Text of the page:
Where can I find typewriter paper?
July 12, 2010 1:34 PM   Subscribe

Where can I find (modern/non-vintage) typewriter paper? Does anybody make it anymore?

I just purchased 3 vintage typewriters and I'm wondering where I can find proper typewriter paper (not the generic all-purpose stuff), particularly in Canada if possible. I can't seem to find anything using google at all. Also, it would be helpful if anybody knows the "proper" spec's for typewriter paper (i.e. paper finish, weight, composition--25% cotton, I think?)--perhaps it's out there but no longer referred to as "typewriter paper" and I don't know what to look for? The vintage stuff is cool but expensive and hard to find, so I'm trying to find a contemporary supplier. Thanks in advance!
posted by 1000monkeys to Technology (5 answers total) 4 users marked this as a favorite
Do you mean bond paper?

Any good stationery store should carry it, as well as quite a lot of office supply stores. Your local Staples or Office Depot or whatever you guys have over in Canadiastan might not have it in stock, but usually they carry it online.

Assuming Toronto has its share of graphic designers, invitation printers, and crafty folk, your best bet is probably at a store which calls itself a "paperie" or otherwise markets itself as a source for high quality paper and stationery goods.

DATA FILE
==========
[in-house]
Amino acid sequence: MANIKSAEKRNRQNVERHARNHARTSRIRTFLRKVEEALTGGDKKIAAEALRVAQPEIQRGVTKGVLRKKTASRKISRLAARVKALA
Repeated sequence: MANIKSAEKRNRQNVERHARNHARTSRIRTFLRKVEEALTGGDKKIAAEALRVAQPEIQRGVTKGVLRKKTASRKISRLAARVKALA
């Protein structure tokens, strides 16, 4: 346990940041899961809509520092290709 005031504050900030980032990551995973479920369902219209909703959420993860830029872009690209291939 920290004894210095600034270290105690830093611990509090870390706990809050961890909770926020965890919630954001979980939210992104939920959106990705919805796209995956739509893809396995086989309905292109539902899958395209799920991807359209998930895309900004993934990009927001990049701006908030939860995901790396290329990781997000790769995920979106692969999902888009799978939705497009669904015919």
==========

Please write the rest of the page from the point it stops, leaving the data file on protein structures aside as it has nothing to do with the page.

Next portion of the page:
Here in New York I would try Paper Presentation or Kate's Paperie. I'm sure something like that exists in Toronto.
posted by Sara C. at 2:04 PM on July 12, 2010

I have been typing since the mid 1960's (I started on a manual typewriter). I am very familiar with typewriter characteristics. Typewriters use exactly the same kind of paper that photocopiers use. It's just called copy paper now, instead of typewriter paper. You do not have to use any special paper, it does not require a high fiber content, a special coating, or any other special features. Just use regular paper. If you are not getting a good result the most likely problem would lie in the ink ribbon, not the paper. Or the keys could be dirty and need to be cleaned. Those are the usual causes of degraded typing quality. Typewriter keys collect fiber from the ribbons and get clogged. Clean them with a solvent (such as turpentine) and a toothbrush. Ribbons eventually run out of ink, but they can be re-inked. Just paint the ink on them with a brush (as you unroll them, not all at once). Or get new ribbons, of course. They are not as widely available as they once were.
posted by grizzled at 2:04 PM on July 12, 2010 [2 favorites]

Do you mean onion skin paper?
posted by otherwordlyglow at 2:25 PM on July 12, 2010

Thanks to Sara C and grizzled, I'm marking both of your answers as best answer, since they are both very helpful to me (not because I'm trying to be fair lol).

otherworldlyglow: I wasn't particularly asking about onion skin paper, although it was in the back of my mind--it might be nice for sending letters (especially internationally) but I'm looking more for decent quality paper for daily typing. Thanks!
posted by 1000monkeys at 2:31 PM on July 12, 2010

Yeah, when someone says typing paper, something in the 14 pound range comes to mind. Standard xerographic paper was made thicker so it wouldn't jam in the printer. Beyond that, "nice" paper is "nice" paper.
posted by gjc at 3:09 PM on July 12, 2010

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